APAC is the fastest growing region globally for cell & gene therapy trials representing more than a third of all cell & gene studies globally, with China leading in the region. 

APAC is the leading location globally for CAR-T trials with China attracting ~60% of all CAR-T trials globally between 2015-2022. The number of CAR-T trials initiated by Western companies has rapidly increased in recent years (current CAGR of about 60%), with multiple targets being explored including CD19, CD20, CD22, BCMA, CD30, CD123, CD33, CD38, and CD138.

The End­points 11; blue­bird's $3M gene ther­a­py; Bio­gen tout new neu­ro da­ta; Harsh re­views for can­cer drugs; and more

Welcome back to Endpoints Weekly, your review of the week’s top biopharma headlines. Want this in your inbox every Saturday morning? Current Endpoints readers can visit their reader profile to add Endpoints Weekly. New to Endpoints? Sign up here.

Reading about John Carroll’s pick of biotech’s most promising startups has become a treasured tradition. If you ever get curious about previous classes of the Endpoints 11, you can find all of them (plus a number of our other regular specials) here.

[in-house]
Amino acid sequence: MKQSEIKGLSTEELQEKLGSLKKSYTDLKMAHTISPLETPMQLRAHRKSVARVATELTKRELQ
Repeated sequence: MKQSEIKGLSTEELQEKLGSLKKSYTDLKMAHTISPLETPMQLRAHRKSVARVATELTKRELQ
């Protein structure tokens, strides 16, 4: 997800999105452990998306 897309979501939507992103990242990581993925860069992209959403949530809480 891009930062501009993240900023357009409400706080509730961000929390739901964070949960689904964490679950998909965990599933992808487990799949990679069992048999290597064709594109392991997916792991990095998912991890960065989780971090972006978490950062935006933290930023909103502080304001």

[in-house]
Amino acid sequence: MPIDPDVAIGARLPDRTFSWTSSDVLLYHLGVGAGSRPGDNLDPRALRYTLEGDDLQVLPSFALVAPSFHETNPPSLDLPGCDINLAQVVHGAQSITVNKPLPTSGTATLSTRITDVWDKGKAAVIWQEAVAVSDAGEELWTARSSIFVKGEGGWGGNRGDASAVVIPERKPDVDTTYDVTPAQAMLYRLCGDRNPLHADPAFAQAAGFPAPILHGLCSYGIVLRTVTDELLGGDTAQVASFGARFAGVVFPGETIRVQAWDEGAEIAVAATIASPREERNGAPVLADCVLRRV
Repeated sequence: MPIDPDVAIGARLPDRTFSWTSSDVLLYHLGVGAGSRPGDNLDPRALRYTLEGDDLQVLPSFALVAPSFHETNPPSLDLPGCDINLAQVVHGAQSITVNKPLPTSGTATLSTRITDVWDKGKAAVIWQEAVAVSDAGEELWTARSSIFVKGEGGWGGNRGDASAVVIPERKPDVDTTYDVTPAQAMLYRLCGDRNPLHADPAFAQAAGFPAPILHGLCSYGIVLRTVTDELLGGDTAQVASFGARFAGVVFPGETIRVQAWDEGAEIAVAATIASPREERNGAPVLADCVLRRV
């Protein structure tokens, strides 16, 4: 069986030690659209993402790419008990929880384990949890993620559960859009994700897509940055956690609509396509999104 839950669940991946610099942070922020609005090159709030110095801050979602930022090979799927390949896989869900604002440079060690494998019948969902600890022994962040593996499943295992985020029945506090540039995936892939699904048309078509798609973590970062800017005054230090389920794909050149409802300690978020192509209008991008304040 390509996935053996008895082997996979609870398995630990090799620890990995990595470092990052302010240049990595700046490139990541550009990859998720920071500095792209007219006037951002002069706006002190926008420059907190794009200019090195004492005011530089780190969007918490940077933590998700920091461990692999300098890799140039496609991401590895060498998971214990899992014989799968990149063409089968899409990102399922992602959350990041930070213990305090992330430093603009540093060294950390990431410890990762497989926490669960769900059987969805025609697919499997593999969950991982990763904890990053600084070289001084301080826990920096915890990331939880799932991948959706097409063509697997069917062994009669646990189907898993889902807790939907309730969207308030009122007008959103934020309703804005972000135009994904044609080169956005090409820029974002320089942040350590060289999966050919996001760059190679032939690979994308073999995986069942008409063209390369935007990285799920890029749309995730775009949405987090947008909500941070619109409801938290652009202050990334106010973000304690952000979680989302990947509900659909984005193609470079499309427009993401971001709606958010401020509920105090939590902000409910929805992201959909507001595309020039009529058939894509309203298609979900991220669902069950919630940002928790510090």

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EMA warns of short­ages of two Boehringer heart drugs due to a spike in de­mand

The EMA is putting EU member states on alert over the shortage of two drugs that counter heart attacks due to an uptick in demand.

On Friday, the EMA sent out a warning that two Boehringer Ingelheim drugs are experiencing a shortage: Actilyse and Metalyse. The drugs are used as emergency treatments for adults experiencing acute myocardial infarction, or a heart attack, by dissolving blood clots that have formed in the blood vessels.

Solicitor General Elizabeth Prelogar

Should SCO­TUS hear Am­gen's Repatha case? So­lic­i­tor gen­er­al says no

Back in April, Amgen said it was encouraged by the solicitor general’s anticipated review of its Supreme Court petition to rehear a Repatha patent case. They’re likely much less optimistic about the outcome now.